• L. Jay Lemons

October 01, 2015

Stewards of Freshwater From PA to the Bay

Dear Alumni and Friends

The magazine you have in your hands has existed under the name “Currents” since 2008, owing to the university’s proximity to the Susquehanna River. This issue of Currents spotlights the spectacular waterway from which our university’s name is drawn.

Connections between students, campus and the river are plentiful, from aquatic and environmental research conducted by students and faculty to the early morning strokes of our rowing teams. At 444 miles long and drawing water from more than 49,000 miles of tributary waterways, the Susquehanna is the longest river on the American East Coast that drains into the Atlantic Ocean. It provides more than half the freshwater of the Chesapeake Bay and drinking water for more than six million people. Additionally, as a recreational and cultural asset and as a driver of tourism, the river provides significant economic benefits to the communities that line its banks.

So when in 2011, the Susquehanna was named the nation’s most endangered river by the nonprofit group American Rivers, it was as if a major alarm bell had sounded. The health of this natural resource is consequential, and we have a heightened sense that we can and must provide greater stewardship.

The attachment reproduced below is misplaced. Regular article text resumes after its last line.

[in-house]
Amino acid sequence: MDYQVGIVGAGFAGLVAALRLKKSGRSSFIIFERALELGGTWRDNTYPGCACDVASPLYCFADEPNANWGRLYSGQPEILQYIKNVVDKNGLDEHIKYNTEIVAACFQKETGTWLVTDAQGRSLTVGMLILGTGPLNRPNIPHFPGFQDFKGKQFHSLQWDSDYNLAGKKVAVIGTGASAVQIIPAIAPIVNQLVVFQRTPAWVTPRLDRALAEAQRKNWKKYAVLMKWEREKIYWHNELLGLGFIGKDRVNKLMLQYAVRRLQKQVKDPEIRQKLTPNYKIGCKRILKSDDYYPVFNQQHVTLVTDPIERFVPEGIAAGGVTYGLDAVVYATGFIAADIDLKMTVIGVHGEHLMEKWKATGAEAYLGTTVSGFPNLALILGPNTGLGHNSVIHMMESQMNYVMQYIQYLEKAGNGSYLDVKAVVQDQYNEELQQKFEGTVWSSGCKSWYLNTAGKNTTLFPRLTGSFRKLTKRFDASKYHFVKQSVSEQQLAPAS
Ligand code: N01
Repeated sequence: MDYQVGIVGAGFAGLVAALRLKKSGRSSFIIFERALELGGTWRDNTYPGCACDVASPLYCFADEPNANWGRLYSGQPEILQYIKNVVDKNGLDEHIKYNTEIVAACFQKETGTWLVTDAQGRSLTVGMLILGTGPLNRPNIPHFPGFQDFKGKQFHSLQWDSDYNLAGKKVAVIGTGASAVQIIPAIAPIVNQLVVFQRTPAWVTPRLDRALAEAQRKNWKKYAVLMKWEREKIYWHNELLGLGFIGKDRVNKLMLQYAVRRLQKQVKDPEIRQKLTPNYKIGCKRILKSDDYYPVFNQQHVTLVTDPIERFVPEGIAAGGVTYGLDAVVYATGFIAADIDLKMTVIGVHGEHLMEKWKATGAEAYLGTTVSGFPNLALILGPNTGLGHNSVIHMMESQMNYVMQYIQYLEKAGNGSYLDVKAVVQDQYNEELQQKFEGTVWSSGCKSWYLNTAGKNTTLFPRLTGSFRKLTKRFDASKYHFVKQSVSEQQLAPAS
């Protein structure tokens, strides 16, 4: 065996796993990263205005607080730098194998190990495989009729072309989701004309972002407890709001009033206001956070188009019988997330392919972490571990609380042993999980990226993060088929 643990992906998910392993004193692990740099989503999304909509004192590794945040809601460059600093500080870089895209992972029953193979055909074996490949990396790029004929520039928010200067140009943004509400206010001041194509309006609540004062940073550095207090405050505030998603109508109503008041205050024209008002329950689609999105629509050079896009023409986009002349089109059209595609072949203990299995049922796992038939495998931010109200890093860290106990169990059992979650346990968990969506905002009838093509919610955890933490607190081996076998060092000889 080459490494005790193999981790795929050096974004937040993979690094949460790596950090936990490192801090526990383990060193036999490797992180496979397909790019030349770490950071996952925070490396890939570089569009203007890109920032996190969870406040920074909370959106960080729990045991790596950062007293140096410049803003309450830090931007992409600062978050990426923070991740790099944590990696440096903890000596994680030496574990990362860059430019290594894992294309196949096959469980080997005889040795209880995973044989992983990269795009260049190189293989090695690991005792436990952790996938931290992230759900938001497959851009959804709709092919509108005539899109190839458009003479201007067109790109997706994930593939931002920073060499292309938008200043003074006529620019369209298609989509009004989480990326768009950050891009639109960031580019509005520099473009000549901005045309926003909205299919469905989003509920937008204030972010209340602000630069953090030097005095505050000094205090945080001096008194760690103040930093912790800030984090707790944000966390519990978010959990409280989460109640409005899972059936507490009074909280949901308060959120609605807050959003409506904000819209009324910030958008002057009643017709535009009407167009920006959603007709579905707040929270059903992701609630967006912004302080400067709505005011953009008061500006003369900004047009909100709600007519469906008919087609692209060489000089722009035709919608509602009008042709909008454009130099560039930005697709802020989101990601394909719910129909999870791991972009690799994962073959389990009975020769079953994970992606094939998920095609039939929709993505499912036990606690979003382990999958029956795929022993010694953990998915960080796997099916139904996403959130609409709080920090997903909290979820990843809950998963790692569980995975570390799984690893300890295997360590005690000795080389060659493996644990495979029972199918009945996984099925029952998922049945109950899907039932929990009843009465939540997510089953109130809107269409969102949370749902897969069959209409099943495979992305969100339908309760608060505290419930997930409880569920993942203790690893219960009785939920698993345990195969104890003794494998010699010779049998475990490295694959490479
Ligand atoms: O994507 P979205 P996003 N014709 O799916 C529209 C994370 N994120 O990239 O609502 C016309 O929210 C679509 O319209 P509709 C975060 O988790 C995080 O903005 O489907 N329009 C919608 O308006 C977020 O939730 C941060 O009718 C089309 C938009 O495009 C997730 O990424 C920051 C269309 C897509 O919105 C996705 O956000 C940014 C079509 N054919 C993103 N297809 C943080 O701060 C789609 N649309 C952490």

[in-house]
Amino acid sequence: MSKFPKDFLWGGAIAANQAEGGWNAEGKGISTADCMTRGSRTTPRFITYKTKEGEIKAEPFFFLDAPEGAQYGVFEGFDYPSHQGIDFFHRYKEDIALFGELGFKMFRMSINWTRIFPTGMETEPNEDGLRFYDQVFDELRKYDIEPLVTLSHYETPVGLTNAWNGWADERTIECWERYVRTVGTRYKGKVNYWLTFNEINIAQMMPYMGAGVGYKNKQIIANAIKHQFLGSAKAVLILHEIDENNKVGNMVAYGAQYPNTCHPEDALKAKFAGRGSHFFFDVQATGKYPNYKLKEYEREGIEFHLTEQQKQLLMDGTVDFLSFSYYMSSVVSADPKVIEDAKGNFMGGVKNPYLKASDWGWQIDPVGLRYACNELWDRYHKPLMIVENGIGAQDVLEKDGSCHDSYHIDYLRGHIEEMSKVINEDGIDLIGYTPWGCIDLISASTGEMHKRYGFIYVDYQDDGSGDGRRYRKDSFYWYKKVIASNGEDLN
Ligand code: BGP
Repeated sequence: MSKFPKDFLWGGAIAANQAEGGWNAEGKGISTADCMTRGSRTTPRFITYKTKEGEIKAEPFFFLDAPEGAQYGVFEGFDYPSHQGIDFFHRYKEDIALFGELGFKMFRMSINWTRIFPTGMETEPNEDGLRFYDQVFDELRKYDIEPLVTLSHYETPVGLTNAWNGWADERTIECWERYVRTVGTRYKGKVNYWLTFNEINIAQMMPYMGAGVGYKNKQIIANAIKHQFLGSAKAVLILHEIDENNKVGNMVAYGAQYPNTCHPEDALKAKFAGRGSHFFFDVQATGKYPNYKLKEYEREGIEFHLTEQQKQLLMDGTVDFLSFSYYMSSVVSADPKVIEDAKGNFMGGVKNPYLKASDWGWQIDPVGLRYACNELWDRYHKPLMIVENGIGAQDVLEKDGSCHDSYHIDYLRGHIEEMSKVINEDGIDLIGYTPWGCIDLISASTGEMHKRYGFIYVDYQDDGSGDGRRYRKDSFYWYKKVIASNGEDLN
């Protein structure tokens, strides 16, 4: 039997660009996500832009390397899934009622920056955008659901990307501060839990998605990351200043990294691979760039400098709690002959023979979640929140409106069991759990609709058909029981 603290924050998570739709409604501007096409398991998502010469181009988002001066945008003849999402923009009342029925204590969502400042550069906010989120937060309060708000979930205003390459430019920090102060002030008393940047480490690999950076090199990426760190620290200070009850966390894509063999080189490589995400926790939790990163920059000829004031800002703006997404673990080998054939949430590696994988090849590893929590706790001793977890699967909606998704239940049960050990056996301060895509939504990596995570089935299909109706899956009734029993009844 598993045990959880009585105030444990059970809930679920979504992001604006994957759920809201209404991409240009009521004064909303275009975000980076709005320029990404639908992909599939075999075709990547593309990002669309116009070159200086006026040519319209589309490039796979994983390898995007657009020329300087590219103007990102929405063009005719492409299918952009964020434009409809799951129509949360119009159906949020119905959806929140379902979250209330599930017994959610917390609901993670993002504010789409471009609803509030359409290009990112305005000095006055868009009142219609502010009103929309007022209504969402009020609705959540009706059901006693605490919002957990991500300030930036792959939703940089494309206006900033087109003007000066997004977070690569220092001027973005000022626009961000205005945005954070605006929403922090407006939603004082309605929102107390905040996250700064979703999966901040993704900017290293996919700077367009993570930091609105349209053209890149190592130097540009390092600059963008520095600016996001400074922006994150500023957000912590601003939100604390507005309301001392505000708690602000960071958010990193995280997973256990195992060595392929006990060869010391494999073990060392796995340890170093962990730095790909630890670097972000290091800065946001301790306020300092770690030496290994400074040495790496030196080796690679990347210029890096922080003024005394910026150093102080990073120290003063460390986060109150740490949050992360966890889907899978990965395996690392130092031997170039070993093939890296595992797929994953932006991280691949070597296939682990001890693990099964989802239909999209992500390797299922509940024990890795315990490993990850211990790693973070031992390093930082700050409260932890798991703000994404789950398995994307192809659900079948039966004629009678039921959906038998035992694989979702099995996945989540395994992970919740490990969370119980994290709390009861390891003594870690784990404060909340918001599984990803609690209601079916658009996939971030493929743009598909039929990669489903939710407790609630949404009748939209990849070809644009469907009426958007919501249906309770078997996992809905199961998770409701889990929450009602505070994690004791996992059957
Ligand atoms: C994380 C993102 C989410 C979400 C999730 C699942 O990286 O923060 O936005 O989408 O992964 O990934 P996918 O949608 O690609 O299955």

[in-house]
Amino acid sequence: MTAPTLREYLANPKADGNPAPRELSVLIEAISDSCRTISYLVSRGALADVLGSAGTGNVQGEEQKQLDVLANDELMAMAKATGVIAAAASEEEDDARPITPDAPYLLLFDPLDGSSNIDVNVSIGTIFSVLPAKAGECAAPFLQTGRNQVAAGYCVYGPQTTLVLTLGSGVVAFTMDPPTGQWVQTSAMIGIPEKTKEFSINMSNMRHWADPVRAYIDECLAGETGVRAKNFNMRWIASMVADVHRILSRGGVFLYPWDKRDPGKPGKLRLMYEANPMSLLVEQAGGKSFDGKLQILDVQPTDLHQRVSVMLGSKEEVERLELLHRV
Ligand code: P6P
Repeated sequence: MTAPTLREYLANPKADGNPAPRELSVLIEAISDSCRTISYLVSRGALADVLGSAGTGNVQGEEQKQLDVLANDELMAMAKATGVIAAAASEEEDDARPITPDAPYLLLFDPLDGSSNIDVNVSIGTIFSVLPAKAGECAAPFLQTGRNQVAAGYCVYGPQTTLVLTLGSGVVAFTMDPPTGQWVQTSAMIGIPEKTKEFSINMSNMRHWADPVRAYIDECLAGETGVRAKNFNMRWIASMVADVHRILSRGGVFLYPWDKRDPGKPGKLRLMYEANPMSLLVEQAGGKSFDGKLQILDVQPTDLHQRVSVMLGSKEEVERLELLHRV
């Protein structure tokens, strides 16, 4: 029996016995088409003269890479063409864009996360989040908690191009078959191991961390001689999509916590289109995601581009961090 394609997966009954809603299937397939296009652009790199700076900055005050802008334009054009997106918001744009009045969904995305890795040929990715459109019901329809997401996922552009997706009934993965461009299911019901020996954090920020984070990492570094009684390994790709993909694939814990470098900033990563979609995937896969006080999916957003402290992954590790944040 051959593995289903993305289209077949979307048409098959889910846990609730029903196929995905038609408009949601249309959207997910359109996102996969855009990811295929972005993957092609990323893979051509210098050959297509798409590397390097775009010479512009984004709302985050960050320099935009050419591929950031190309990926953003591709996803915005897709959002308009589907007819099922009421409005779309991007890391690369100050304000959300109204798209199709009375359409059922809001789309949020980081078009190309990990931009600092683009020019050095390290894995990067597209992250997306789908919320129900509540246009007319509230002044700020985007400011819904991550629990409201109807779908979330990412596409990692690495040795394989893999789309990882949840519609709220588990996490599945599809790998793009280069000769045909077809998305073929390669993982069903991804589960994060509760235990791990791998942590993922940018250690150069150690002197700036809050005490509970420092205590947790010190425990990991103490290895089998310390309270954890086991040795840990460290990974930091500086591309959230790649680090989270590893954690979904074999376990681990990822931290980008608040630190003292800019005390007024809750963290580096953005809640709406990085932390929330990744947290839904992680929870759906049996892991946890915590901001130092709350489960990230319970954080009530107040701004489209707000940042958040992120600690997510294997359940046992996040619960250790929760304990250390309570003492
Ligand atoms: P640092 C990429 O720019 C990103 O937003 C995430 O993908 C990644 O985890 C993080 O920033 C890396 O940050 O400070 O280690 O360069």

An extraordinary partnership was birthed in 2014 when the Richard King Mellon Foundation of Pittsburgh awarded a $2.25 million grant to establish the Freshwater Research Initiative (FRI) at Susquehanna University, including a significant new campus-based laboratory that we opened in June 2015. An extensive, highly collaborative research effort, the FRI is aimed at improving the ecological health of the river through collection and analysis of data. A robust network of academic institutions, nonprofit groups and government agencies are involved in this Susquehanna University–based initiative.

A goal of the FRI is to create a model for research and data collection that will inform the public and impact policymaking. Foundational to this is the belief that the best way to ensure the health and viability of the river is a well-coordinated, comprehensive project that leverages the expertise, experience and existing knowledge of stakeholders committed to protecting the Susquehanna River basin.

We are proud to serve as home to the FRI, and I am proud of the river research that has been underway at Susquehanna for many years through the good efforts of our faculty and students. The Mellon Foundation’s funding further validates the importance of this work and elevates it to an exciting new level. Our studentshave already benefited from the equipment purchased through the grant funds, and they’ve used the laboratory space, which is providing them with experiential-learning opportunities that are invaluable as the students prepare to embark on professional careers.

We are so grateful for the Richard King Mellon Foundation funding, which will allow us to continue our river research in exciting ways. Our hope is that the fruits of that research will help ensure access to a healthy Susquehanna River for generations to come.

With very best wishes,

L. Jay Lemons, President